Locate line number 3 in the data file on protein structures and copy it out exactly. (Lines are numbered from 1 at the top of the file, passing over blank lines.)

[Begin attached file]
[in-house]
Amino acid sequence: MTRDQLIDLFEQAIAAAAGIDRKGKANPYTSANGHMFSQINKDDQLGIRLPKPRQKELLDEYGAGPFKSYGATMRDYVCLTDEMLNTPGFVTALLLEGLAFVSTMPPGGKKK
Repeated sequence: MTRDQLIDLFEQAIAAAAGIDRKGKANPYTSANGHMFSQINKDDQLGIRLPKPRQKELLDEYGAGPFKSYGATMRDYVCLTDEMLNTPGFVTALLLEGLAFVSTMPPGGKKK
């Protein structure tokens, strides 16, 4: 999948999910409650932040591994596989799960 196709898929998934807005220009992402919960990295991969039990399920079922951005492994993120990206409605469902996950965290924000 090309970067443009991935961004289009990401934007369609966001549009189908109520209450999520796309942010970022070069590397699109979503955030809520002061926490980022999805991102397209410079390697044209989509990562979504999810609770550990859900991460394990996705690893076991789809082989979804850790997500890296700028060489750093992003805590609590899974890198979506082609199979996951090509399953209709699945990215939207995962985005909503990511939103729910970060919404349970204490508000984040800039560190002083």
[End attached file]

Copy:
Repeated sequence: MTRDQLIDLFEQAIAAAAGIDRKGKANPYTSANGHMFSQINKDDQLGIRLPKPRQKELLDEYGAGPFKSYGATMRDYVCLTDEMLNTPGFVTALLLEGLAFVSTMPPGGKKK